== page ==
G R Howe

Honolulu University, Honolulu, Hawaii, United States

Are you G R Howe?

Claim your profile

Publications (90)626.1 Total impact

  • [Show abstract] [Hide abstract]
    ABSTRACT: The evidence for a protective effect of vegetables, fruits, and legumes against prostate cancer is weak and inconsistent. We examined the relationship of these food groups and their constituent foods to prostate cancer risk in a multicenter case-control study of African-American, white, Japanese, and Chinese men. Cases (n = 1619) with histologically confirmed prostate cancer were identified through the population-based tumor registries of Hawaii, San Francisco, and Los Angeles in the United States and British Columbia and Ontario in Canada. Controls (n = 1618) were frequency-matched to cases on ethnicity, age, and region of residence of the case, in a ratio of approximately 1:1. Dietary and other information was collected by in-person home interview; a blood sample was obtained from control subjects for prostate-specific antigen determination. Odds ratios (OR) were estimated using logistic regression, adjusting for age, geographic location, education, calories, and when indicated, ethnicity. Intake of legumes (whether total legumes, soyfoods specifically, or other legumes) was inversely related to prostate cancer (OR for highest relative to lowest quintile for total legumes = 0.62; P for trend = 0.0002); results were similar when restricted to prostate-specific antigen-normal controls or to advanced cases. Intakes of yellow-orange and cruciferous vegetables were also inversely related to prostate cancer, especially for advanced cases, among whom the highest quintile OR for yellow-orange vegetables = 0.67 (P for trend = 0.01) and the highest quintile OR for cruciferous vegetables = 0.61 (P for trend = 0.006). Intake of tomatoes and of fruits was not related to risk. Findings were generally consistent across ethnic groups. These results suggest that legumes (not limited to soy products) and certain categories of vegetables may protect against prostate cancer.
    Cancer Epidemiology Biomarkers & Prevention 09/2000; 9(8):795-804. · 4.13 Impact Factor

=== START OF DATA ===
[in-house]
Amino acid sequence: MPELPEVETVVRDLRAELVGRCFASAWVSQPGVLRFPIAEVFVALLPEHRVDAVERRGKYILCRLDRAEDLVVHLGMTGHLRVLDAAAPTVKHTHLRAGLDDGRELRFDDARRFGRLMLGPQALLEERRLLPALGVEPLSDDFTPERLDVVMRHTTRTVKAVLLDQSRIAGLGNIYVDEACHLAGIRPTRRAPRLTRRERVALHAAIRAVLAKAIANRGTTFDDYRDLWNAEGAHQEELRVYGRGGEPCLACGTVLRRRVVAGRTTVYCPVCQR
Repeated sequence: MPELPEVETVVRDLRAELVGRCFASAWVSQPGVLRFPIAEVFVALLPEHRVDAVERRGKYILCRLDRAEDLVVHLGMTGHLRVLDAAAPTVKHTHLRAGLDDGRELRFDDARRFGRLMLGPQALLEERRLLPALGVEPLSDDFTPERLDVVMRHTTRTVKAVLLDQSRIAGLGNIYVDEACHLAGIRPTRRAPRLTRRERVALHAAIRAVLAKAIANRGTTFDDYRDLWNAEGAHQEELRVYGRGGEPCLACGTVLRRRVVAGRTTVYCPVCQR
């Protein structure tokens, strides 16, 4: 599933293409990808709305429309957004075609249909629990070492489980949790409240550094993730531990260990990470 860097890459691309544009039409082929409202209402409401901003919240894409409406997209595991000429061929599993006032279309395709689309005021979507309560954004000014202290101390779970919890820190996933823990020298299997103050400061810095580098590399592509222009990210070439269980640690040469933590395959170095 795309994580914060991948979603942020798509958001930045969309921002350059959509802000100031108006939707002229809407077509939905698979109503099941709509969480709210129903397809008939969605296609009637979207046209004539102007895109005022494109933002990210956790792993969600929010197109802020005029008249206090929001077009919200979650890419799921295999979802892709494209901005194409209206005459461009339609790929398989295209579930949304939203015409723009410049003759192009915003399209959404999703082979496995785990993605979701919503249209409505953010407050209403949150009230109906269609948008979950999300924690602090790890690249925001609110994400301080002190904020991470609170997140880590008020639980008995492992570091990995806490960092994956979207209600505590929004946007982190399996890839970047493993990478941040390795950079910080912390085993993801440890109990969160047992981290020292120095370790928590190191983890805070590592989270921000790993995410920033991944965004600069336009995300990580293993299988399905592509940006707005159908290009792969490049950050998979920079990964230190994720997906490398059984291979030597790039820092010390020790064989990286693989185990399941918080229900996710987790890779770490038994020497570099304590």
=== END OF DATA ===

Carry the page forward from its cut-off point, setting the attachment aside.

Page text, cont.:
• T E Rohan · Jain MG · G R Howe · AB Miller ·
    [Show abstract] [Hide abstract]
    ABSTRACT: To study the association between alcohol consumption and breast cancer risk. A case-cohort analysis was undertaken within the cohort of 56,837 women who were enrolled in the Canadian National Breast Screening Study (NBSS) and who completed a self-administered dietary questionnaire. (The NBSS is a randomized controlled trial of screening for breast cancer in women aged 40-59 at recruitment.) The cohort was recruited between 1980 and 1985, and during follow-up to the end of 1993 a total of 1469 women in the dietary cohort were diagnosed with biopsy-confirmed incident breast cancer. For comparative purposes a subcohort consisting of a random sample of 5681 women was selected from the full dietary cohort. After exclusions for various reasons the analyses were based on 1336 cases and 5238 noncases. When compared to nondrinkers the adjusted incidence rate ratios (95% confidence intervals) for those consuming > 0 and < or = 10 g of alcohol/day, > 10 and < or = 20 g/day, > 20 and < or = 30 g/day, > 30 and < or = 40 g/day, > 40 and < or = 50 g/day, and > 50 g/day were 1.01 (0.84-1.22), 1.16 (0.91-1.47), 1.27 (0.91-1.78), 0.77 (0.51-1.16), 1.00 (0.57-1.75), and 1.70 (0.97-2.98), respectively; the associated p value for the test for trend was 0.351. Similar findings were obtained when analyses were conducted separately in the screened and control arms of the NBSS, in premenopausal and postmenopausal women, for screen-detected and interval-detected breast cancer, and by levels of other breast cancer risk factors. The results of this study suggest that alcohol consumption might be associated with increased risk of breast cancer at relatively high levels of intake.
    Cancer Causes and Control 04/2000; 11(3):239-47. DOI:10.1023/A:1008933824645 · 2.74 Impact Factor
  • Source
    T E Rohan · M G Jain · G R Howe · A B Miller ·

    JNCI Journal of the National Cancer Institute 03/2000; 92(3):266-9. DOI:10.1093/jnci/92.3.266 · 12.58 Impact Factor